The governments of South Asia and Ukraine should also work together to incorporate and mainstream a gendered lens to any humanitarian assistance and aid provided to Ukraine. It is also crucial that South Asian countries develop specialized humanitarian programs and target financial support that would effectively be able to mitigate the disproportionate repercussions that women bear from the conflict. South Asian countries could set an example by keeping the issues and demands of women a focal point while designing humanitarian assistance and programs for Ukraine.

South Asian member states in the UN and other international fora could additionally leverage their relationships with Russia and Ukraine to push for a more gendered approach to negotiations. As of now, women have mostly remained missing from both the Ukrainian and Russian negotiation delegations. Even NATO—which would play a significant role in preventing an escalation of the Russia-Ukraine conflict—has yet to publicly articulate the relevance of gender in their response to Russia’s intervention in Ukraine. The positions of South Asian countries could perhaps provide a renewed focus on gender security in the conflict by demanding the inclusion of more women in the negotiation process.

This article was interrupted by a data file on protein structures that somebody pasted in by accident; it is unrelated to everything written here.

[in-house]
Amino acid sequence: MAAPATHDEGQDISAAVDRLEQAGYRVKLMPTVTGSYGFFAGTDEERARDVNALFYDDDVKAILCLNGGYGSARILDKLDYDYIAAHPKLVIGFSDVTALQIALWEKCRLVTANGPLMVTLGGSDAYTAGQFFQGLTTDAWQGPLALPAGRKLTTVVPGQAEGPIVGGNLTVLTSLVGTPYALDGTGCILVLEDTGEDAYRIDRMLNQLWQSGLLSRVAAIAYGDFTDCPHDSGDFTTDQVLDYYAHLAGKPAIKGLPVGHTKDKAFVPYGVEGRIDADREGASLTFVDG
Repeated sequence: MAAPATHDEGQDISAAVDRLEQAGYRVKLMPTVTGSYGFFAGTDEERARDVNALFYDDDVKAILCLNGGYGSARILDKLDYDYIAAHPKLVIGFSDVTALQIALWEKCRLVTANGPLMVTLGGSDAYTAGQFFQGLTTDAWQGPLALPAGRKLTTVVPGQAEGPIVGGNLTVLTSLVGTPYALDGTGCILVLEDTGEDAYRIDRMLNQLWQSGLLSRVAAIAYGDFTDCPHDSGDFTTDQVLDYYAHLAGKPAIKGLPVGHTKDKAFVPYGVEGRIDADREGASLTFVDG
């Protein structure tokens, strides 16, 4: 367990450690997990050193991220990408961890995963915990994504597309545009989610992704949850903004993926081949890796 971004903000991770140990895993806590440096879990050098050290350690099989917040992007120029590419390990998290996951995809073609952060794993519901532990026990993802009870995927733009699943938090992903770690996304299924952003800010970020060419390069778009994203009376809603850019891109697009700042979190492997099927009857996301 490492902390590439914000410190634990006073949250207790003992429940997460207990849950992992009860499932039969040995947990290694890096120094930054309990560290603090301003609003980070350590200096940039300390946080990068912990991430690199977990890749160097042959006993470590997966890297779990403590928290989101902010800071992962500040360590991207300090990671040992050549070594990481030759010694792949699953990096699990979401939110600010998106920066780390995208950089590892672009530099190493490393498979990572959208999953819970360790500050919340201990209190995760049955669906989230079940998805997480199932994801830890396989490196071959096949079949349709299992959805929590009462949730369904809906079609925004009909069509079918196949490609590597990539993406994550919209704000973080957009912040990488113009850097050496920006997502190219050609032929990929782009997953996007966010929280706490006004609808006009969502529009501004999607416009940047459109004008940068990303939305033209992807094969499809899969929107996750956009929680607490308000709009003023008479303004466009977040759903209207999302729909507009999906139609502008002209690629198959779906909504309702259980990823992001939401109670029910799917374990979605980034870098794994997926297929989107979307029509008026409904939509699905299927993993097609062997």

And the countries of South Asia, which have been making advances to inculcate a culture of gender equality for some time now, could—without taking sides—work towards filling this gap and do their part to advocate on behalf of the concerns that Ukrainian women face.

But to bring women to the table and ensure their participation in conflict negotiations, it is also necessary to equip them with the necessary techniques and tools. South Asian countries could formulate specific strategies to extend the provision of capacity-building exercises between women in South Asia and women in Ukraine to help and train them as peace-builders or as negotiators and first responders at all levels—regional, national or local.

Conclusion

While governments in South Asia are still grappling with gender inequality throughout their own region, pushing for the implementation of a WPS agenda in Ukraine could help the member states assist with the humanitarian crisis in Ukraine without strictly condemning Russia. Implementing the WPS agenda in the Ukraine conflict could ensure greater participation of women and gender mainstreaming across all aspects of Ukraine’s conflict resolution, which might further lead to a more demilitarized approach and a peaceful resolution to the conflict.

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Image 1:  Sudip Karmakar via Wikimedia Commons

Image 2: UN Women via Flickr